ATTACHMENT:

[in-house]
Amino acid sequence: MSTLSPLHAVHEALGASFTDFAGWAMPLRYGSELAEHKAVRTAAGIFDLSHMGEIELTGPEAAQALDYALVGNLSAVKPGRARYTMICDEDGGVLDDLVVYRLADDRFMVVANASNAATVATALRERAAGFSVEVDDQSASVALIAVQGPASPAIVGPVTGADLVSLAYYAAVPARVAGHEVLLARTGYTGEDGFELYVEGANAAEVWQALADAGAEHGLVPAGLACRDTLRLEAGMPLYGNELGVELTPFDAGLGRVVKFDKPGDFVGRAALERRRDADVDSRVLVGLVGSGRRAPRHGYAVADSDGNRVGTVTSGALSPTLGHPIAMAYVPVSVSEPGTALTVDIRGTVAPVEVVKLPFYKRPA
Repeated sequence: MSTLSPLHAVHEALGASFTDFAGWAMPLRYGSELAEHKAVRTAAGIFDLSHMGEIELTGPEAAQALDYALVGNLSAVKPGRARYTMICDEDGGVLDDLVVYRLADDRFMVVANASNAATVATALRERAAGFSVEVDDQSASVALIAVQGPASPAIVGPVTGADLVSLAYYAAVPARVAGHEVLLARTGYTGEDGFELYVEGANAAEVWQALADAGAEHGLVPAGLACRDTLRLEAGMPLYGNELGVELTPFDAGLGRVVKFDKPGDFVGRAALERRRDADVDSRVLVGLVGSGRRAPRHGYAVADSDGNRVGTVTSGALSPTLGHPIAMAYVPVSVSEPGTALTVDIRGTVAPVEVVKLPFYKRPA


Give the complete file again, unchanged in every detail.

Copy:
[in-house]
Amino acid sequence: MSTLSPLHAVHEALGASFTDFAGWAMPLRYGSELAEHKAVRTAAGIFDLSHMGEIELTGPEAAQALDYALVGNLSAVKPGRARYTMICDEDGGVLDDLVVYRLADDRFMVVANASNAATVATALRERAAGFSVEVDDQSASVALIAVQGPASPAIVGPVTGADLVSLAYYAAVPARVAGHEVLLARTGYTGEDGFELYVEGANAAEVWQALADAGAEHGLVPAGLACRDTLRLEAGMPLYGNELGVELTPFDAGLGRVVKFDKPGDFVGRAALERRRDADVDSRVLVGLVGSGRRAPRHGYAVADSDGNRVGTVTSGALSPTLGHPIAMAYVPVSVSEPGTALTVDIRGTVAPVEVVKLPFYKRPA
Repeated sequence: MSTLSPLHAVHEALGASFTDFAGWAMPLRYGSELAEHKAVRTAAGIFDLSHMGEIELTGPEAAQALDYALVGNLSAVKPGRARYTMICDEDGGVLDDLVVYRLADDRFMVVANASNAATVATALRERAAGFSVEVDDQSASVALIAVQGPASPAIVGPVTGADLVSLAYYAAVPARVAGHEVLLARTGYTGEDGFELYVEGANAAEVWQALADAGAEHGLVPAGLACRDTLRLEAGMPLYGNELGVELTPFDAGLGRVVKFDKPGDFVGRAALERRRDADVDSRVLVGLVGSGRRAPRHGYAVADSDGNRVGTVTSGALSPTLGHPIAMAYVPVSVSEPGTALTVDIRGTVAPVEVVKLPFYKRPA